One of the most significant decisions of COP22 is that the Adaptation Fund will serve the Paris Agreement. This was a point of great concern for the poorest and most climate vulnerable countries. The Adaptation Fund has been very successful in awarding funding and is a ‘first mover’ for countries’ direct access to international climate funds. As of 9th November 2016, the Adaptation Fund had cumulatively approved US$ 358 million for projects and programmes. The Adaptation Fund also succeeded in receiving new funding pledges totalling US$ 81 million in Marrakech. The details of how the Adaptation Fund will serve the Paris Agreement is to be agreed by COP24 by CMA1 and the Conference of the meetings of the parties of the Kyoto Protocol (CMP14). The third review of the Adaptation Fund, due to take place in 2017, will feed into this and will include a report on the linkages of the Adaptation Fund with other funds including the Green Climate Fund.
Increasing developing country voices in climate talks
In both negotiations and UNFCCC related bodies, the voice of developing countries remains strong. Ethiopia will play a pivotal role in representing the needs of some of the poorest and most climate vulnerable countries as it assumes the chair of two key developing country groups – the CVF and the Least Developed Countries (LDC) Group.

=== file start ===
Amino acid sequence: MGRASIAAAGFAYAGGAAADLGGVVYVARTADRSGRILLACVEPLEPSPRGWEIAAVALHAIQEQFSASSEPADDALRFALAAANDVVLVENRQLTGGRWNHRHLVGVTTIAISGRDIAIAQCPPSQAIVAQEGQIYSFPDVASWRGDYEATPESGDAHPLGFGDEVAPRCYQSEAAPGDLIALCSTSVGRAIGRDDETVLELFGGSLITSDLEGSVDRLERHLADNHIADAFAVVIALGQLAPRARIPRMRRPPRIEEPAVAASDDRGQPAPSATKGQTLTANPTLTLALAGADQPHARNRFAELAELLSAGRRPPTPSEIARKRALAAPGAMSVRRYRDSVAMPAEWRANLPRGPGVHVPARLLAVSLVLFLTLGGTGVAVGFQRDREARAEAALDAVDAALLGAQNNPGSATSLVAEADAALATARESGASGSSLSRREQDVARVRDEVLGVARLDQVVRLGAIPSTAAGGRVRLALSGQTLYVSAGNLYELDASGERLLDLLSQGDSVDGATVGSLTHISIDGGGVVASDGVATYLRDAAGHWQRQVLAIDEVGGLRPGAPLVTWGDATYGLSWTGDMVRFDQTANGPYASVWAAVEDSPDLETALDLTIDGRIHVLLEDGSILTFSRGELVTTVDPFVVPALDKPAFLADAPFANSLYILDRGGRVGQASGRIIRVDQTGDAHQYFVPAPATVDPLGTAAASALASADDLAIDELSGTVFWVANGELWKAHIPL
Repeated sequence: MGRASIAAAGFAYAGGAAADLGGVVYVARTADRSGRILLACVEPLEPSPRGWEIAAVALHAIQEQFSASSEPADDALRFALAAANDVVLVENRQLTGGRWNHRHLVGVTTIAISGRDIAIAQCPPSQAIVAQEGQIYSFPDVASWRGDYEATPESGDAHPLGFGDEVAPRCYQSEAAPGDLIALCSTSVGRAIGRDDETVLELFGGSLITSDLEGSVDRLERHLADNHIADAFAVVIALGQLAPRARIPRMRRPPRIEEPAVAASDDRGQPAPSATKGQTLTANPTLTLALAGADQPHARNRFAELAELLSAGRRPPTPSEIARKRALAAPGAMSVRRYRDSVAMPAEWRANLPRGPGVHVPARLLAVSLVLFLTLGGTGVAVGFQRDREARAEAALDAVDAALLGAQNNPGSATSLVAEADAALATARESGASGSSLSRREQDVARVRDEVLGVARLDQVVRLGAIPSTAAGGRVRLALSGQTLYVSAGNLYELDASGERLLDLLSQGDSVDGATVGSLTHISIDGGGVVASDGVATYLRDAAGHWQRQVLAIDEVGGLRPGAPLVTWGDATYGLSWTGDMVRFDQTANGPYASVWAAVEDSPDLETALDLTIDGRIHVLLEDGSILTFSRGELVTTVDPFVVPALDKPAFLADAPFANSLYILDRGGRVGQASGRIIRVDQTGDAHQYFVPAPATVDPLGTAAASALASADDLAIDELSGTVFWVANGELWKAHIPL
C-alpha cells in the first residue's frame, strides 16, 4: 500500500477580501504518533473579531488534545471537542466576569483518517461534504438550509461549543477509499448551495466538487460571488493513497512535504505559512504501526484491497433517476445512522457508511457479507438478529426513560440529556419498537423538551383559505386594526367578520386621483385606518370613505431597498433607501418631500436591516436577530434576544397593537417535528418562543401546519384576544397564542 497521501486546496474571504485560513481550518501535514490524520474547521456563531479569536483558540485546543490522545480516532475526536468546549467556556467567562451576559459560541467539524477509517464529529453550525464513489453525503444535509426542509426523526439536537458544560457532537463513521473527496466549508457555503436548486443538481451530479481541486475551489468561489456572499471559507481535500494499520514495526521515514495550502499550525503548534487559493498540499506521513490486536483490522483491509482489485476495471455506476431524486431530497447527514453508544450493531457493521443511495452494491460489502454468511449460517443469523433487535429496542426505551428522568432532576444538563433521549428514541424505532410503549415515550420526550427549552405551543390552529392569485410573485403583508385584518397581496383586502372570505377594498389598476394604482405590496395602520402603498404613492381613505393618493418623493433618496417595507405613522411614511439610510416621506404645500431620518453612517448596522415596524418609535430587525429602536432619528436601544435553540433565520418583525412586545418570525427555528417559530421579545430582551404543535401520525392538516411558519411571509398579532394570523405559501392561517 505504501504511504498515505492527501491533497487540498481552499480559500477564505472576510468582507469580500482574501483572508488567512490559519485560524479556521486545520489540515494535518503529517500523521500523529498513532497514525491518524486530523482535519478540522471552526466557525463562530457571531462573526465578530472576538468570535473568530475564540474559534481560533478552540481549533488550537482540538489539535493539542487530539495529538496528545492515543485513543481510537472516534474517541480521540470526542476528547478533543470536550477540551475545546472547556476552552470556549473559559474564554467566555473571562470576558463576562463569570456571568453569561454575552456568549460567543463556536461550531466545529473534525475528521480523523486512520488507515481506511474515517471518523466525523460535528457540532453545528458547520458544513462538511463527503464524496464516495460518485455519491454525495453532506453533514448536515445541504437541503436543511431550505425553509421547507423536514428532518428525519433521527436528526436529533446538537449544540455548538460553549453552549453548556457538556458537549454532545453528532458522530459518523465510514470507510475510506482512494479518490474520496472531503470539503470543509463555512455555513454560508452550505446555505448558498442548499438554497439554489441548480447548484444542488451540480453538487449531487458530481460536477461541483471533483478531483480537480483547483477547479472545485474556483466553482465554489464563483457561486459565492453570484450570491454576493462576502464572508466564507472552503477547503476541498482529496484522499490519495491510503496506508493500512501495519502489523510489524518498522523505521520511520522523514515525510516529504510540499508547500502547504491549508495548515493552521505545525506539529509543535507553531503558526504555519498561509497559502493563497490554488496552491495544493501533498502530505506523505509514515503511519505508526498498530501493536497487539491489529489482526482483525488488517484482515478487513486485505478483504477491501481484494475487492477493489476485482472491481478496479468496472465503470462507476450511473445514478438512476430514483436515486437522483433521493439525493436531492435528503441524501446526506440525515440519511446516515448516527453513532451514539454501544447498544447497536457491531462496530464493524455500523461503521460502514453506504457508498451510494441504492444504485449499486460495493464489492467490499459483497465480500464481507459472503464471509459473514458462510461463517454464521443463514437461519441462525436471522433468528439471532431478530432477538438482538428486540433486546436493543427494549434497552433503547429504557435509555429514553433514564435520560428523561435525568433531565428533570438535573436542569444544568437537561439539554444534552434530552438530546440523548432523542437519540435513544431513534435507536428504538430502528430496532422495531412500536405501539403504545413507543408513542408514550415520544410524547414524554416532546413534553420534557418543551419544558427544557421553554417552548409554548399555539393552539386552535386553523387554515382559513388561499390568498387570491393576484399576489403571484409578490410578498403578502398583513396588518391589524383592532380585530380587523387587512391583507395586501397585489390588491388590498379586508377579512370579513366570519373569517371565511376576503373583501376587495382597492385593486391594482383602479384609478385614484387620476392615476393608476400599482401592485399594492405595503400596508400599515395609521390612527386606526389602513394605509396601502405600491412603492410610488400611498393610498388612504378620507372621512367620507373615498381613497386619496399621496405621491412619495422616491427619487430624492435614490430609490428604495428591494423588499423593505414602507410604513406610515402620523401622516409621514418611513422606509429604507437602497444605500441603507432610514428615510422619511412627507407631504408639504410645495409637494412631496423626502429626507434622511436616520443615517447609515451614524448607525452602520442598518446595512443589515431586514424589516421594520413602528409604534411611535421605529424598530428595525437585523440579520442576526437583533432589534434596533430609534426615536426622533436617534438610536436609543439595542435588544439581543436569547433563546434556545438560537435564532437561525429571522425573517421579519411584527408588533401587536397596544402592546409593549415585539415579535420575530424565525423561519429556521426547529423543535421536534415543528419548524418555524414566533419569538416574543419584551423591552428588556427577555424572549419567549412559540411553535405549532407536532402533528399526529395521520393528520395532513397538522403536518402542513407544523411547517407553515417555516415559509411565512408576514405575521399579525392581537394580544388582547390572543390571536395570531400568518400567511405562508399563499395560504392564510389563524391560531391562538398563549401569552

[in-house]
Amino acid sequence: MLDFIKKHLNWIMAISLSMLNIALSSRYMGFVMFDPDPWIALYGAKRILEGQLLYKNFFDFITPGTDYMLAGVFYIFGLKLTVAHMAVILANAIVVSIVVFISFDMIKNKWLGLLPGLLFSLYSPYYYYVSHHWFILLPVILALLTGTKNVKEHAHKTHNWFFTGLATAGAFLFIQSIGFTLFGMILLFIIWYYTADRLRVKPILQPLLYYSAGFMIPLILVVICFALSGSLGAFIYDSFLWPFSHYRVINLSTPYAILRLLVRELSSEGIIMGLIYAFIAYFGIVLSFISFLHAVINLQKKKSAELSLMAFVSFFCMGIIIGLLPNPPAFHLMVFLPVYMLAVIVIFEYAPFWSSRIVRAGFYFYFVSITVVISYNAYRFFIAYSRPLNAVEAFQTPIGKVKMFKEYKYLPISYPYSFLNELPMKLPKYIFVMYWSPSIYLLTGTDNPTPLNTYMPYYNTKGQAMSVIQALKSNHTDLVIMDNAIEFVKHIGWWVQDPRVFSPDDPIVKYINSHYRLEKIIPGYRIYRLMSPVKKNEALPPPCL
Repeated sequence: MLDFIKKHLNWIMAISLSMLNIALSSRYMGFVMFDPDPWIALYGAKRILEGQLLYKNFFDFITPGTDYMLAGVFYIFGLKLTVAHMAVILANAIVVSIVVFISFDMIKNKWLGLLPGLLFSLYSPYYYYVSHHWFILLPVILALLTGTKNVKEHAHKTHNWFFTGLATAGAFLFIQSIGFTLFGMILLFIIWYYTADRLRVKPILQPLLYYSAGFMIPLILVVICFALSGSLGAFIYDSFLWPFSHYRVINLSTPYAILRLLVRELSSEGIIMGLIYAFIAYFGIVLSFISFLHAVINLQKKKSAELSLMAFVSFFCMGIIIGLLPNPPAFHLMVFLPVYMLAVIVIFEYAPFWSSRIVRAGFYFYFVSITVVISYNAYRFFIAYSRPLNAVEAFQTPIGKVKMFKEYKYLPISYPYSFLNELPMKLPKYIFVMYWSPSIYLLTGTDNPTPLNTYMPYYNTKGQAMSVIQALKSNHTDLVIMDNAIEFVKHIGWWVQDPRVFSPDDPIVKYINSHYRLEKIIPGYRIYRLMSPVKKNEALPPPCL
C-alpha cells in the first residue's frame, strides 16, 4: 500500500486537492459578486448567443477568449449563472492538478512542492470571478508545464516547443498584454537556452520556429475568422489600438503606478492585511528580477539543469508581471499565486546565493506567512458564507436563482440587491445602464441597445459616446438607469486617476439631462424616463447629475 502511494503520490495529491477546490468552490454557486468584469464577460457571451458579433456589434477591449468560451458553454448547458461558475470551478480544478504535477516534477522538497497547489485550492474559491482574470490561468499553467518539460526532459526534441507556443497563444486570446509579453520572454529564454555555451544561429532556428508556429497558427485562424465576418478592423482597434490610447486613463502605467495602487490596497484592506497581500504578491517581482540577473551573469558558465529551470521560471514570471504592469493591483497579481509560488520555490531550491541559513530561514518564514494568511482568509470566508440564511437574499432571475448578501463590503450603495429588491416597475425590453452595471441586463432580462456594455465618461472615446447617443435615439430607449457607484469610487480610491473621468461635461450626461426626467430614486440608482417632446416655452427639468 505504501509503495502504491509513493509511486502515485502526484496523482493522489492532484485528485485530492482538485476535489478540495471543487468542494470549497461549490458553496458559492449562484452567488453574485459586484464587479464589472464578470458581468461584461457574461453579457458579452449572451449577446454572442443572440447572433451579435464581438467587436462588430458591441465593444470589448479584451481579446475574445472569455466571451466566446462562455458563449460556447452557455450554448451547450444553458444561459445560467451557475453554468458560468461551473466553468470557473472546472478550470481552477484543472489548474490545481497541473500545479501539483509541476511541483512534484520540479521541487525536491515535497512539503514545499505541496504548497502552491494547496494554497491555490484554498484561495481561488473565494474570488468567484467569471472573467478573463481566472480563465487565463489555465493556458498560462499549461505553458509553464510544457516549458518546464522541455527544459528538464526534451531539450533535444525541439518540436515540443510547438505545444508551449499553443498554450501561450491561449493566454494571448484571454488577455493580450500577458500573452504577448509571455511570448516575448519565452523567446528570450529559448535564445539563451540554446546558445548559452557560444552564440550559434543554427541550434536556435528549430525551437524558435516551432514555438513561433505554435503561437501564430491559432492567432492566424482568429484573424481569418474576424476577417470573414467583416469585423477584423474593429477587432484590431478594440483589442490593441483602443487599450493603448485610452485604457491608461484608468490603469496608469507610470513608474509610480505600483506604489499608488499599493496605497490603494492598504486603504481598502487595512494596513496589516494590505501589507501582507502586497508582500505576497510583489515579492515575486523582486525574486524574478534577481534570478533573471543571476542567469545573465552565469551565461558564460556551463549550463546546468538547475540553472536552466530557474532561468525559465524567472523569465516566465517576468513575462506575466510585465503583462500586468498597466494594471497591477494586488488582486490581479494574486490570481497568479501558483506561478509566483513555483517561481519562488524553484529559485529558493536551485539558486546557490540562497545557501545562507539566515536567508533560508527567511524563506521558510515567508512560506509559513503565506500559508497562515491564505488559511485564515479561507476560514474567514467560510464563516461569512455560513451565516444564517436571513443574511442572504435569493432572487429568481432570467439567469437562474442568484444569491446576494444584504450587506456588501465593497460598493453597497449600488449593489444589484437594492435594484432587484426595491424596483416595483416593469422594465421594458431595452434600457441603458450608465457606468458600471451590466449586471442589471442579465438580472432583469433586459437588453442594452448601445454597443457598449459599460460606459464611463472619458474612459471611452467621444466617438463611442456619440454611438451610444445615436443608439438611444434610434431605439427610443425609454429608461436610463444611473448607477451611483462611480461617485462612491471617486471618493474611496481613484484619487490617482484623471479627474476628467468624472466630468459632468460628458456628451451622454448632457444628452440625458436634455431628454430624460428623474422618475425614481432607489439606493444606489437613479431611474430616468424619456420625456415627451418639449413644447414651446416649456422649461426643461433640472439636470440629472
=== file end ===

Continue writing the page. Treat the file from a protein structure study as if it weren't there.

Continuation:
Since August 2016, Ethiopia has held the presidency of the CVF. The CVF met in Marrakech and called for any country with an NDC that does not reflect its fair share to fulfil the temperature goal of the Paris agreement to update it as soon as possible. The Forum’s members also committed to prepare mid-century low carbon development strategies and meet 100% of their domestic energy needs from renewables by 2050. This announcement continues to show the climate leadership of developing countries.
Gebru Jember Endalew from Ethiopia has been appointed as the new chair of the LDC group beginning in 2017, for two years. The LDC group – one of the developing country groups that receives support from CDKN – is a negotiating block of the UNFCC representing 48 nations. It has successfully pushed for the needs of developing countries to be considered in negotiations and reflected in the text of the Paris Agreement.